Paradoxically, there seems to be concern that librarians will not actually use of all the very real advantages of an open source system. There is tremendous comfort in the familiar, and as every Facebook redesign has shown, most people get frustrated when familiar buttons move around, change names, change shapes, or disappear entirely. The learning curve, no matter how worthy, is not always welcome. Most library staff spend a good portion of their day using their ILS. Technical Services folks probably spend the most time using their system and are often the most familiar with its inefficiencies and weaknesses. Their use is very different from the circulation staffer who may only do three or four tasks in the ILS, but they're all performed with the added pressure of waiting patrons. When given a blank slate, will librarians simply remake their old tools? I am hopeful that we won't, but the natural starting point is always the system you know. Finding those fresh eyes is tricky and may require cross-expertise collaboration. Why not ask a reference librarian what she thinks would be an efficient process for importing records? Or ask a cataloger to think about the best way to design circ functions? An outsider's perspective can offer ideas for a workflow that makes more sense.

My favorite aspect of both Evergreen and Koha is their user focus. The design process started with the online catalog and worked its way back. Library products so frequently seem to pit the needs of the patrons against the needs of librarians. It's heartening to see that changing and to see a large scale shift to a user-centric process. Of course, library staff are users of their ILS as well, but we have the advantage of daily use. While a learning curve may be frustrating for staff, it's a deal-breaker for many users.

As a casual observer of the library open source movement, I think the initial nervousness expressed by many librarians has subsided. So too, has the "gee whiz" enthusiasm, replaced by a more mellow excitement and commitment to the work of promoting, creating, and maintaining open source solutions for libraries. Uncertainty, however, persists the most strongly among those who have limited ILS experience. As I have cut my teeth on a few different ILS's, I've learned that no matter how differently they function, excel, and fail, all ILS's perform certain tasks. After all, open source or no, ILS packages are all meant to provide the same abilities to libraries. Anecdotal evidence suggests to me that librarians who have worked with a single ILS express the most concern about a migration and the most doubts about the capabilities of the open source system they're moving to, though it stands to reason that those same people would be concerned about any migration.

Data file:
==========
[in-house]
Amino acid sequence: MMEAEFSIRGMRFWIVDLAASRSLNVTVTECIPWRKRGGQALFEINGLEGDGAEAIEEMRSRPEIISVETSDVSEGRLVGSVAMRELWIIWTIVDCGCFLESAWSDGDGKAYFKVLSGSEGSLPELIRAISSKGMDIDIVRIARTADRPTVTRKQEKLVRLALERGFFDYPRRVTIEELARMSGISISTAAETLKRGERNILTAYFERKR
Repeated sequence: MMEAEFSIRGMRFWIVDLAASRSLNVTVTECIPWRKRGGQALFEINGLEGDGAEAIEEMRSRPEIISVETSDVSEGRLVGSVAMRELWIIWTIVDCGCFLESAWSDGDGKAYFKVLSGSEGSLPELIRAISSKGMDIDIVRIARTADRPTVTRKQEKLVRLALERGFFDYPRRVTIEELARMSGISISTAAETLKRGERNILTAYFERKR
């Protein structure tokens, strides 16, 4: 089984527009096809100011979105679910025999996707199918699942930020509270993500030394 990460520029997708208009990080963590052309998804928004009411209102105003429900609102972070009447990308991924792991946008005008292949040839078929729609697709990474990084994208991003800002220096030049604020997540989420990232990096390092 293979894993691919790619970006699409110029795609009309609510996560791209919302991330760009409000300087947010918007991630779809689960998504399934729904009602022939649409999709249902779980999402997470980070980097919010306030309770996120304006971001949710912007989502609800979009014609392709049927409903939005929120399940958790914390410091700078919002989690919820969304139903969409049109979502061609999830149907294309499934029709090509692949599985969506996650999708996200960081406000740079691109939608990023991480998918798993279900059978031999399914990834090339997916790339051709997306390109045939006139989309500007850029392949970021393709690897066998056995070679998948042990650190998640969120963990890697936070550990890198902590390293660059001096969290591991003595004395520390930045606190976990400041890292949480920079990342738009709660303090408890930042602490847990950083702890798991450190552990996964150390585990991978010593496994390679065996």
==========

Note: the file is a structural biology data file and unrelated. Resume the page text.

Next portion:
I am looking forward to that "full brain" feeling of learning a lot of new stuff all at once and I hope this post will help me keep my beginner's mind about open source. I'm thrilled by the potential the open source movement has to advance libraries and allow them to meet the needs of their communities. At this summer's ALA Annual conference, Dan Freeman, TechSource's editor, asked the bloggers where we saw libraries in 50 years. I have no idea what libraries will look like in 20 years, never mind 50. My best guess, though, is that the most successful libraries will be entirely different from each other. Libraries have always adapted to their communities, but I think we'll see that specialization accelerate. A flexible and user-friendly ILS that allows staff to easily access their data is a tremendously useful tool that has the potential to change a library's relationship with its patrons.

We'll see if I can keep my shiny optimism through multiple conversions! Stay tuned...